Received a Complaint?

Received a Complaint?

Lawyer Gemma Carson of Wright Hassall Solicitors explores the steps you should take when caught up in a customer complaint.

Keep calm when you receive a complaint, or make matters worse

Whether you are working for an independent garage, a larger organisation or part of the supply chain, there will undoubtedly come a time when a complaint is made about the goods or services provided to your customers.

This may feel like an unjustified attack on your good name or even a tactic to avoid or delay payment. It’s human nature to take complaints personally and they can often trigger a knee-jerk reaction to defend the business by confronting the complainant.

Gemma Carson, Head of Dispute Resolution at law firm Wright Hassall, explains why businesses should first consider the consequences before acting on impulse.

Keep calm and don’t click send

It’s common to react badly to a complaint by sending an angry email or arguing the case over the phone. However, responding this way is likely to be a costly mistake.

When emotions run high, it is easy to fall into a dispute over the rights and wrongs, or actions and inactions, of one party or another.

The real problems surface when allegations or threats to take certain steps are made, without fully considering the terms originally agreed upon when both parties entered into the commercial relationship.

If you feel enraged, resist the temptation to respond aggressively. Before sending any e-mails, wait until you have calmed down as emails written in the heat of the moment can often backfire, particularly when a complaint becomes a dispute.

There are steps to be taken to help prevent making the situation worse. First, consider the content of the complaint.

It’s vital to carefully examine any service/contractual agreements to understand what they contain; are there relevant contractual terms you can refer to which could help manage the situation?

Never bury your head

It is important to take a proactive approach when dealing with a complaint as it’s unlikely to resolve itself. Prompt handling of every complaint can often prevent it developing into a major issue.

Face-to-face meetings in person often help to resolve issues before they escalate, so it is worth considering raising the matter directly.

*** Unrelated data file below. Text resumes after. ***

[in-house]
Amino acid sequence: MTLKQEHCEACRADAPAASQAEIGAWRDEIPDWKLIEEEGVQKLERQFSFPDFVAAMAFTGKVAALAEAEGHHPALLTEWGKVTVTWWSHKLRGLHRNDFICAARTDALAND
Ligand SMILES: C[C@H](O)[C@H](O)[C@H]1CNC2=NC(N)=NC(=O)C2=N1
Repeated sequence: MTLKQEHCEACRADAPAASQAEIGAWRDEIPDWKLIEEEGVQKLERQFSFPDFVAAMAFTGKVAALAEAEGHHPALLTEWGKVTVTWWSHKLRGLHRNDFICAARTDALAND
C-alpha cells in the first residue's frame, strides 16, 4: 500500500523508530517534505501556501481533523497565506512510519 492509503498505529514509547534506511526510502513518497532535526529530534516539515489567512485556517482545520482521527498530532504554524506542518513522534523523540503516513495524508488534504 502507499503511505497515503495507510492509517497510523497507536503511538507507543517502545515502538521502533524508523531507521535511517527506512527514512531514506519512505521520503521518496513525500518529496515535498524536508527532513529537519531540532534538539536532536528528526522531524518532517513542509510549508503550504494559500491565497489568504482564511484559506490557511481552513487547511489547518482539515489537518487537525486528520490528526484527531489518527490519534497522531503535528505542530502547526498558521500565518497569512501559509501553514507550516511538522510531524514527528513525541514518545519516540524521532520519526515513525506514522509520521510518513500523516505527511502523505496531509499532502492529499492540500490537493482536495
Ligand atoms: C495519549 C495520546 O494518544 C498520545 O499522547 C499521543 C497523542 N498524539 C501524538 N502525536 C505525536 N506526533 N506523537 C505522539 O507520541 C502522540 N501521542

But, if you suspect the complaint is a serious one, seek legal advice before making contact with the complainant and retain all relevant documentation relating to the complaint, including correspondence and any products or specimen products from the same batch.

Consider early intervention

Early intervention can prove very effective when a dispute cannot be resolved easily. Sometimes, more collaborative methods of dispute resolution, such as mediation, conciliation and negotiation, can deliver better outcomes than the traditional adjudicated court proceedings or arbitration. The potential benefits include:

Speed: A dispute can often be resolved more swiftly.

Costs: A significant reduction in costs compared to traditional court proceedings.

Flexibility: Offers more flexible and commercially-focused resolutions to disputes.

Relationships: Often enables both parties to preserve working or commercial relationships.

Publicity: Allows a confidential resolution process which will often be obligatory.

Concurrency: Approaches can often be used alongside other methods of dispute resolution when needed.

When to seek professional help

Seeking legal advice early on doesn’t necessarily mean a serious legal dispute has arisen.

Dispute resolution advice is very effective when delivered soon after the complaint is received. Whilst lawyers do not need to take an active role in the issue, they can offer strategic legal guidance focused on resolving complaint situations and diffuse potential disputes, whilst preserving the commercial position for the future.

The most crucial legal factor to remember is that a rash statement or decision to stop providing services or products, by sending that email without first considering the consequences, may cause a serious breach of contract.

In simple terms, a breach of contract can entitle the party affected by it to terminate the contract and bring legal proceedings against you for damages.

And for this reason, sending an email in haste could be a huge mistake that ends up costing time and money, both of which could be better spent managing or growing the business.

If parties have become so embroiled and legal proceedings seem the only option, appoint lawyers experienced in handling commercial disputes, who can clearly demonstrate a commitment to reaching an early, commercial and cost-effective resolution. 

For further information from Wright Hassall Solicitors, click here.

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